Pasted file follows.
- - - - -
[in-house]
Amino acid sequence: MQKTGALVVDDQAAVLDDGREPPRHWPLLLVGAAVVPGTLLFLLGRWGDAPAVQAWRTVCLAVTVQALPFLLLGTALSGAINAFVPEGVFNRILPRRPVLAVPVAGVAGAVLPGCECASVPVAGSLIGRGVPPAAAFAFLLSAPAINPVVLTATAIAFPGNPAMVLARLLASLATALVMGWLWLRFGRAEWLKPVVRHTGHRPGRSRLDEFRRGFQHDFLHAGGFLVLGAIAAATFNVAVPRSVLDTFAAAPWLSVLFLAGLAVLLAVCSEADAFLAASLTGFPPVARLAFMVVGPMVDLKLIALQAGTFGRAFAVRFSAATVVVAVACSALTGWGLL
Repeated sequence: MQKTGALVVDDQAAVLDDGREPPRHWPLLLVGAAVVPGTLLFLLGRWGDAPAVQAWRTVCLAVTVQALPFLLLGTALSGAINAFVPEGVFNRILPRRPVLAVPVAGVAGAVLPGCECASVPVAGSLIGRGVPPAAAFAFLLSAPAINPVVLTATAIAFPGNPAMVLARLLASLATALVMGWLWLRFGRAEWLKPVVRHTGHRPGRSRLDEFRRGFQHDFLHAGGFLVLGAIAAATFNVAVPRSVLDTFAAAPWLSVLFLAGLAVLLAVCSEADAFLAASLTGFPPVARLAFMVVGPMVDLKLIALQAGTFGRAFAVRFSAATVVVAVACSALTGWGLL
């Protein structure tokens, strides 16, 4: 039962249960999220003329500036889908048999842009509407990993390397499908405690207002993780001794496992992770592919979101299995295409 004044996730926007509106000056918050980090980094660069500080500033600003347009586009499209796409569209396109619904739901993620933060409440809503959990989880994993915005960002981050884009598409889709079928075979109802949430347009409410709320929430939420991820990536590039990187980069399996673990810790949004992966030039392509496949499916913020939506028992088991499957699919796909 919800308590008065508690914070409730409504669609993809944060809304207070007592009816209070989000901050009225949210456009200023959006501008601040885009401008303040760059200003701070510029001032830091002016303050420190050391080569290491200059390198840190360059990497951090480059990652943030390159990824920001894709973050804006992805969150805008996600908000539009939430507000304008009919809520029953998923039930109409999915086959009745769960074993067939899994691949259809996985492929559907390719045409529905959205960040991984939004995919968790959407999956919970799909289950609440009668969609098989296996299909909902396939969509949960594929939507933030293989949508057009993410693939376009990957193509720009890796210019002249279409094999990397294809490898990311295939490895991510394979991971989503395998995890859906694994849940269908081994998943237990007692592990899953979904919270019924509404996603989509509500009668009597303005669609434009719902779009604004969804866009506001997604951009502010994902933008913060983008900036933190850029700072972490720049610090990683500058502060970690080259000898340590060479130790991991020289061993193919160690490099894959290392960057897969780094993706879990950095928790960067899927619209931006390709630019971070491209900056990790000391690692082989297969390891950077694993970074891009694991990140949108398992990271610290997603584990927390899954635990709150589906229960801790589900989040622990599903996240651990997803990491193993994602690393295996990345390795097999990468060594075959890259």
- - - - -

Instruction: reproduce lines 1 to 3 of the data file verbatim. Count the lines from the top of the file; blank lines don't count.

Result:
[in-house]
Amino acid sequence: MQKTGALVVDDQAAVLDDGREPPRHWPLLLVGAAVVPGTLLFLLGRWGDAPAVQAWRTVCLAVTVQALPFLLLGTALSGAINAFVPEGVFNRILPRRPVLAVPVAGVAGAVLPGCECASVPVAGSLIGRGVPPAAAFAFLLSAPAINPVVLTATAIAFPGNPAMVLARLLASLATALVMGWLWLRFGRAEWLKPVVRHTGHRPGRSRLDEFRRGFQHDFLHAGGFLVLGAIAAATFNVAVPRSVLDTFAAAPWLSVLFLAGLAVLLAVCSEADAFLAASLTGFPPVARLAFMVVGPMVDLKLIALQAGTFGRAFAVRFSAATVVVAVACSALTGWGLL
Repeated sequence: MQKTGALVVDDQAAVLDDGREPPRHWPLLLVGAAVVPGTLLFLLGRWGDAPAVQAWRTVCLAVTVQALPFLLLGTALSGAINAFVPEGVFNRILPRRPVLAVPVAGVAGAVLPGCECASVPVAGSLIGRGVPPAAAFAFLLSAPAINPVVLTATAIAFPGNPAMVLARLLASLATALVMGWLWLRFGRAEWLKPVVRHTGHRPGRSRLDEFRRGFQHDFLHAGGFLVLGAIAAATFNVAVPRSVLDTFAAAPWLSVLFLAGLAVLLAVCSEADAFLAASLTGFPPVARLAFMVVGPMVDLKLIALQAGTFGRAFAVRFSAATVVVAVACSALTGWGLL